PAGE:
Curious about how new vaccine mandates are being expressed in the labor market?
We analyzed recent job postings to help answer your questions about new vaccine mandates on the US labor market.
- Nearly 150,000 US jobs posted required full vaccination
- The percentage of jobs with a vaccine mandate increased to 8.1%
- This percentage has been increasing rapidly since summer
- Rhode Island, Washington, and the District of Columbia led the nation with full vaccination list as a job requirement
Finding employees to fill open positions has never been more difficult. Yet the need to assure the safety of workers and work environments is critical, with mandates being set for vaccination at the Federal level in the United States. Since the mandate set by the White House was temporarily halted, workplace are free to set their own conditions of employment when it comes to COVID-19 vaccinations.
In fact, the Equal Employment Opportunity Commission (EEOC), which periodically updates its guidance for workplace vaccination questions, said that the federal anti-discrimination laws it enforces don’t prohibit employers from requiring all employees who physically enter the workplace to be vaccinated for COVID-19.
In response to the changing nature of worksite vaccination requirements, Textkernel has undertaken research to shed light on the status of open positions. In this article, we take a close look at vaccination mandates across different industries, job categories, and states from September 1 until November 9, 2021.
What is vaccination mandates across different industries, job categories, and states?
When we look at all jobs in the US, across each sector and location, we clearly see a dramatic rise in full vaccination requirements.
Yet, there is a clear and somewhat surprising disparity between industries.
Certainly it isn’t a big surprise that jobs in the public sector have the highest vaccine mandate percentage, at 14.6% of all jobs requiring the shots. Education and health care are both above average, with figures that may seem low to some. Yet there is no clear explanation for the high percentage in agriculture and real estate.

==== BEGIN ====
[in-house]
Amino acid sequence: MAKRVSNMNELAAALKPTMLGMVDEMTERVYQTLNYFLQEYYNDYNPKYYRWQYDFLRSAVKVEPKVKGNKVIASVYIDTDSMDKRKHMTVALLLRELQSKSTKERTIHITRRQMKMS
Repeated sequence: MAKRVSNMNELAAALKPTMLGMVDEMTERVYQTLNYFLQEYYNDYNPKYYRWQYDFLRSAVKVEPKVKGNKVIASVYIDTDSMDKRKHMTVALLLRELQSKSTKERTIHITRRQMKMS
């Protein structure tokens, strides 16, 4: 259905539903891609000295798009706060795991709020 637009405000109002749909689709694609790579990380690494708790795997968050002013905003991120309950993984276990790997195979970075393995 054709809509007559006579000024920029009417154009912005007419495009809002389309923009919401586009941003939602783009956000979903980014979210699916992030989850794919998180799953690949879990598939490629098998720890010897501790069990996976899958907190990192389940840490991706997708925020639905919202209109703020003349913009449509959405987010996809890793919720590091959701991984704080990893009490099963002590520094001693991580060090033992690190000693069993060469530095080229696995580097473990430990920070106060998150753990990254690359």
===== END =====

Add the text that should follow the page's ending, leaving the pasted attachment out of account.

However, it does come as a worrysome surprise that jobs in accommodation and food service are not requiring vaccination at significant rates, especially given that these are the employees with the most frequent public interaction.
The sciences, including life science, physics, social science, computer science and mathematics, consistently list required vaccinations over 10% of the time. Yet, like hospitality, the jobs in production, sales, and construction professions mandate vaccines only around 3% of the time.
How states differ
As we analyze the map, several points of interest come to light. Of each of the jobs listed for work in a particular state, three states lead the country: Rhode Island, Washington, and the District of Columbia, each with more than 10% of positions listed requiring full vaccination.
At the bottom of the list are Texas, Wyoming and Montana, each of which has only 4% of their job listings requiring COVID-19 vaccines.
Based on the results of the 2020 Presidential Election, states that were won by Democrats averaged 7.0% of all jobs requiring full vaccination. States that were secured by the Republican nominee listed only 5.0% of positions with the same requirement.
Zooming in on some of the big corporations in the US, the following demonstrates key disparities in vaccination requirements:
1. Three healthcare related companies topped the list with the percentage of jobs requiring vaccination pre-employment:
- Veterans’ Health Administration 83.7%
- Merck & Co. 81.1%
- UnitedHealth Group 72%
2. Amazon: 26%
3. At Wal-Mart: 3%
4. UPS: < 1%.
Comparing the US data with other countries shows that Canada is leading the list, with the US close behind. In Europe, only in the United Kingdom there some jobs that require a vaccination, predominantly in health care roles.
It is important to note that European regulations do not allow employers to ask employees to be vaccinated again COVID-19. This is true even in the very jobs that one would desire vaccinations.
The demand for vaccinated employees is rapidly increasing month by month. As public service roles top the list, it is remarkable that in industries and professions with a high degree of public, face-to-face interaction are not requiring the vaccine.
NOTE: SHRM reported that employers that encourage or require vaccinations must consider reasonable accommodations when employees refuse to get vaccinated for medical reasons, including pregnancy-related reasons, or based on sincerely held religious beliefs, unless an accommodation would cause undue hardship for the business.
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